Wānaka mums, midwives still waiting for definite date for birthing unit

by Lauren Pattemore - Apr 19, 2024

Two months out from what could be the opening of new birthing unit in Wānaka, Te Whatu Ora is dodging questions about when the long-awaited centre will be operational. 

It leaves midwives and pregnant women in the town still unable to count it among their birthing options.

A spokesperson for the health organisation says it is "on track to open" in the second half of 2024, but was unable to provide a more definitive date.

A midwife has told Crux they are proceeding as if the centre will not be up and running when planning births with mothers expecting to deliver in the second half of this year.

They say it's "really difficult" to plan when there isn't an exact date of opening. 

Originally, a mid 2023 opening date was flagged when the Albert Town building that is being converted into the birthing facility was purchased by the health authority, following years of campaigning by the community.

Meanwhile, midwives and mothers continue to birth in at times unsafe conditions, with Wānaka midwife Justine Quirke telling Crux earlier in the year she was sick of waiting and that births were too often unsafe and stressful due to inadequate facilities

The Te Whatu Ora spokesperson says the delay was caused by operational requirements resulting in an additional consent and redesign of floor plans.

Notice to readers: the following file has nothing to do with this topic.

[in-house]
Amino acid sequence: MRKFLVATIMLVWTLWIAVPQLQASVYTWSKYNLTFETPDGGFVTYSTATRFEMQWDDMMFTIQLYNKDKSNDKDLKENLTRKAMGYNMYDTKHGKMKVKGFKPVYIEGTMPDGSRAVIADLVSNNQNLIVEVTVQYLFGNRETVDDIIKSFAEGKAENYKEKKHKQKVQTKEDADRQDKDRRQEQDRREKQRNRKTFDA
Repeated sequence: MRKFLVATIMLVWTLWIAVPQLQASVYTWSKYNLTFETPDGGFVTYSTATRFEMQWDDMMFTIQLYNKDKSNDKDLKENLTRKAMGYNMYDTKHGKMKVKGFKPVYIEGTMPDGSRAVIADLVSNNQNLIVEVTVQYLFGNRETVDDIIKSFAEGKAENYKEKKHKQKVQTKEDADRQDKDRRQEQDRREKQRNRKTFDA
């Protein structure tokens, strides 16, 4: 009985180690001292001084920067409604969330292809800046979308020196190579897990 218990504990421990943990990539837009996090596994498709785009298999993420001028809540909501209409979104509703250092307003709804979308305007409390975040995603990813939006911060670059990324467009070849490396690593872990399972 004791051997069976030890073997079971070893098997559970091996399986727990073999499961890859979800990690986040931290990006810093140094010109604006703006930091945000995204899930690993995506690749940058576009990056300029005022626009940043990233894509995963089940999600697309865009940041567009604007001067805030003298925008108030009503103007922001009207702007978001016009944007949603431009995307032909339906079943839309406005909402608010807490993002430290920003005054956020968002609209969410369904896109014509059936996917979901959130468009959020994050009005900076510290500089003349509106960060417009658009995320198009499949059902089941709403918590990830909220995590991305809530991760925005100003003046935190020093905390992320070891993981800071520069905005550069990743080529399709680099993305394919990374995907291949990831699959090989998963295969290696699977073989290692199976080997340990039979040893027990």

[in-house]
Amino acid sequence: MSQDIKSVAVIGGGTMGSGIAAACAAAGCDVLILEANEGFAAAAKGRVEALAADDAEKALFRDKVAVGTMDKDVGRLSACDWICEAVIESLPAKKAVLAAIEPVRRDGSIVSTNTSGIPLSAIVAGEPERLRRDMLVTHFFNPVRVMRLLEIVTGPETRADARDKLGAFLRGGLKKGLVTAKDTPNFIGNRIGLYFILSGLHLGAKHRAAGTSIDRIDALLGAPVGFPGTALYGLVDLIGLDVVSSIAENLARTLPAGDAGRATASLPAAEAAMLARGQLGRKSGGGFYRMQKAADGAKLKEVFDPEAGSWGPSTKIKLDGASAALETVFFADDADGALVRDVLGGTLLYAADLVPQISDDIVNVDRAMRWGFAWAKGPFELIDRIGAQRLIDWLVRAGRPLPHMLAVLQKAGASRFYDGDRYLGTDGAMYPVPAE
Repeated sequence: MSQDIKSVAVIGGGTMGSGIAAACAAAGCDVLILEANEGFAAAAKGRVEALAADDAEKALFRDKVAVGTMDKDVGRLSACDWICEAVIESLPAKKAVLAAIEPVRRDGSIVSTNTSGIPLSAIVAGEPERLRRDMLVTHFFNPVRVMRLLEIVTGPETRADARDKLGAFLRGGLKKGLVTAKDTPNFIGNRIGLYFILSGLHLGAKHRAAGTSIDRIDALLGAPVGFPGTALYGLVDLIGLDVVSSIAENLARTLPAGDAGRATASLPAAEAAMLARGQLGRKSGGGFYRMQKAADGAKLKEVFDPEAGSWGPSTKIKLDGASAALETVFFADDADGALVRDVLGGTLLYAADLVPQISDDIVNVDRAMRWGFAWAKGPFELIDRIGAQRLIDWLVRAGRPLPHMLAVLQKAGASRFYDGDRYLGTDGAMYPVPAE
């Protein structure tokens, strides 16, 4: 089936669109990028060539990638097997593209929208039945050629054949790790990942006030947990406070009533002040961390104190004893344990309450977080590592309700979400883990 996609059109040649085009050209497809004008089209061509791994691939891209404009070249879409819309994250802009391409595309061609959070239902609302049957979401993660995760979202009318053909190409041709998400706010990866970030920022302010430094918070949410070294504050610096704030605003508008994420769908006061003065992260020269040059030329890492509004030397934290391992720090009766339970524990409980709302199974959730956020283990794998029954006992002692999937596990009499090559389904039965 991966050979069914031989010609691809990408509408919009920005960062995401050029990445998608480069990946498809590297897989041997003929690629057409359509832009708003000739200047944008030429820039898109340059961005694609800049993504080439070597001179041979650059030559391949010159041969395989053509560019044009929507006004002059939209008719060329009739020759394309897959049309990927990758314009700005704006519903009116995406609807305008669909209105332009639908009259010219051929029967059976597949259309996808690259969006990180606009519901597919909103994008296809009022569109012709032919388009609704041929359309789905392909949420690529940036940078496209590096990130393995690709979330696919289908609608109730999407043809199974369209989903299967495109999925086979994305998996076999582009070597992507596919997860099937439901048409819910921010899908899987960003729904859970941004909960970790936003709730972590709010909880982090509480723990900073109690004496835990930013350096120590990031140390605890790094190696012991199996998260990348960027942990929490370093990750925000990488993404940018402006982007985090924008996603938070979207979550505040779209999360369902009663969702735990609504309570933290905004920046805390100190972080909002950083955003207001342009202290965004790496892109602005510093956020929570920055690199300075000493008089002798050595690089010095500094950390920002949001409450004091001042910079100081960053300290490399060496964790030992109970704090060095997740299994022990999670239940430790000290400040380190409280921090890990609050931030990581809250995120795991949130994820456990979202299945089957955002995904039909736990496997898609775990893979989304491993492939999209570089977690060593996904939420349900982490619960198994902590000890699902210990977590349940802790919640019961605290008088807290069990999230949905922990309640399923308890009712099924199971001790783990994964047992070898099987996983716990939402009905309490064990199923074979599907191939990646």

"We are pleased with how work continues to progress on the unit with the reconfiguration of the building almost completed and installation of services now taking place...we know Wānaka residents are looking forward to it being operational. 

"Once finished, the unit will provide one birthing room, four whānau rooms, four antenatal clinic rooms and a birthing pool."

The unit is located on Monteith Road in Albert Town, in what was formerly a luxury lodge with an estimated value of $2.07 million bought by Te Whatu Ora.

The drawn-out process of establishing the birthing unit in the town was briefly touched on during a community forum held at the end of March.

Speaking after the event, Wānaka-Upper Clutha Community Board chair Simon Telfer, who facilitated a panel discussion on health service inequities experienced in the town, acknowledged birthing care was barely mentioned, likely because locals are so resigned to the failures in its delivery to date.

"It was touched on, and then the comment was, 'It's pretty hard to defend the indefensible, that this was a piece of infrastructure that was promised to be opened years ago and it's still, maybe, going to be opening this spring - but we've heard that before'."

Main image: Construction continues at the birthing unit on Thursday, April 18. 


Support Crux Support Crux